November 29, 2013
The Free Syrian Army and affiliated rebel groups moved into Aleppo—about 7,000 fighters—in February 2012. Islamic fighters, most experienced in creating insurgency in Iraq, have overwhelmed their ranks.
And the Lord God planted a garden in Eden, in the east.”
The same route would be taken by invaders from Mesopotamia against the tribes that descended from Abram (now Abraham): Assyrians captured Samaria in 722 B.C., then Babylonians captured Jerusalem in 597 B.C. They burned and destroyed it, along with Solomon’s temple, 10 years later.
Some scholars speculate that the apostle Paul, who “went away into Arabia” after his conversion near Damascus (Galatians 1:17-18), traveled to the Babylon academies to present the Jews of the Eastern Dispersion with the gospel. The term “Arabians” by then had come to signify those Jews. These scholars argue that as a “Hebrew of Hebrews,” Paul would seek ways to testify to the truth of Christianity in a bastion of Jewish learning. (As Briggs put it: “Paul was not the man to seek to learn to swim by reading books about the subject, but by plunging into deep water.”) Paul later adhered to a similar pattern on his missionary journeys, they contend, entering first the synagogue in any new city before preaching to the Gentiles.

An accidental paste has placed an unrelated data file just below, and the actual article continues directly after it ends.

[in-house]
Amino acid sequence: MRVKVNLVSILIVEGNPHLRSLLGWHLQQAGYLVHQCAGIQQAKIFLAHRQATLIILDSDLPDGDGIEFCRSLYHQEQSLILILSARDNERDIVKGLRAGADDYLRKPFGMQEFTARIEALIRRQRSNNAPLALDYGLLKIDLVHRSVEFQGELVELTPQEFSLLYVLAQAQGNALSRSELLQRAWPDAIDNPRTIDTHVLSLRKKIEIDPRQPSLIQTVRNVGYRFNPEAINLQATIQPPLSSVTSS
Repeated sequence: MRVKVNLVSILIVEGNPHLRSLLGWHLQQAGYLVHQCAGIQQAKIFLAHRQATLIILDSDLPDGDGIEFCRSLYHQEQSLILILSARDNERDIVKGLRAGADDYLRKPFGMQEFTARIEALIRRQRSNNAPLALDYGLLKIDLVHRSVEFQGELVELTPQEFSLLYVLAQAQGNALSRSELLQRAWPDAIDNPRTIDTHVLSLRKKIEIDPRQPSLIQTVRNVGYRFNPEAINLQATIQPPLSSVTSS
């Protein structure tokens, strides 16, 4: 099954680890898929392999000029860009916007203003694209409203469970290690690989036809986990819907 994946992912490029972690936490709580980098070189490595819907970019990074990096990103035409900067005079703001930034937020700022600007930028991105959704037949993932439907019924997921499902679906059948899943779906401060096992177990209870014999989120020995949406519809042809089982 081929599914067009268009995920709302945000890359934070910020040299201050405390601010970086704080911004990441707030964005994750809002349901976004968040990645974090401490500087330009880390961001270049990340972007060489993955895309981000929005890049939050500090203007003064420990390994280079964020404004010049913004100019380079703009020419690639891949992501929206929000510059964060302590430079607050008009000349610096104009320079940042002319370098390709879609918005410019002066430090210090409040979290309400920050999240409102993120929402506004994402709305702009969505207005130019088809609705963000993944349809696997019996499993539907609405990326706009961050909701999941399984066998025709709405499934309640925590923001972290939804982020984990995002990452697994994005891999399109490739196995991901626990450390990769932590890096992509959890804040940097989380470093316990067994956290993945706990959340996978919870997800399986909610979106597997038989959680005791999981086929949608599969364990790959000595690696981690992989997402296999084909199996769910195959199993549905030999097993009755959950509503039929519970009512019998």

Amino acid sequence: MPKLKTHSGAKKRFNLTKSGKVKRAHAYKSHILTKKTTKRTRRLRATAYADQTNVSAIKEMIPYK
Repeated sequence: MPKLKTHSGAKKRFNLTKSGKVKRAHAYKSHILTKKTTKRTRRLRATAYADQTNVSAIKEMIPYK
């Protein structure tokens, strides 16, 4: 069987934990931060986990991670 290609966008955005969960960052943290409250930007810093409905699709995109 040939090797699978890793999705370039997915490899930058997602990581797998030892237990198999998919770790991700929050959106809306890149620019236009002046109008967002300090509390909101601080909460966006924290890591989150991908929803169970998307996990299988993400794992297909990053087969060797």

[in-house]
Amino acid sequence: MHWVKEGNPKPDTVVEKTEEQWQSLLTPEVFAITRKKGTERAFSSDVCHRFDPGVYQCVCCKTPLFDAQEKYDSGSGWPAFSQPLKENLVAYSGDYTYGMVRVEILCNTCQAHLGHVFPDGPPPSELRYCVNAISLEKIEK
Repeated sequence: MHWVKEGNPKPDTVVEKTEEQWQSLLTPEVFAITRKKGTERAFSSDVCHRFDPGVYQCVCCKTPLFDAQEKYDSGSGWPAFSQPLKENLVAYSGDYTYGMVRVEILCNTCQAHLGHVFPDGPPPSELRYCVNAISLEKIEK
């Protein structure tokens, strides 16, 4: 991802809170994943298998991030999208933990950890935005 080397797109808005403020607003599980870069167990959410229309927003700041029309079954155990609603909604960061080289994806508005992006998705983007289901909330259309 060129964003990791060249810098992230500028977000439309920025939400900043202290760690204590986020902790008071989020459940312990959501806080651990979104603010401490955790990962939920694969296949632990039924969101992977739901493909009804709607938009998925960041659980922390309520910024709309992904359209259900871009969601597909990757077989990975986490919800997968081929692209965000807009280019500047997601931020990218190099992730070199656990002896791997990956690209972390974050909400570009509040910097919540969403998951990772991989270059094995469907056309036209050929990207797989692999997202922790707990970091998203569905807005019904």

In spite of the distorsions the faith of Christians in the Middle East, like the history of the Jews, has been shaped by removal and destruction. Within five years of Muhammad receiving a revelation from Allah, he unleashed his Muslim armies upon the ancient empires of the Near East.
Audo in many ways is emblematic of the Christian’s journey in the Middle East. His father migrated to Aleppo from Al-Kosh, a town in Iraq perched in the hills above the Nineveh Plains. Al-Kosh was the home of Nahum, who prophesied Nineveh’s destruction and the fall of the Assyrian empire. A tomb reportedly containing his remains rests in the middle of town above the ruins of a synagogue, surrounded by Hebrew inscriptions. The last of the town’s Jews left in the 1940s, but churches and a Christian cemetery predominate.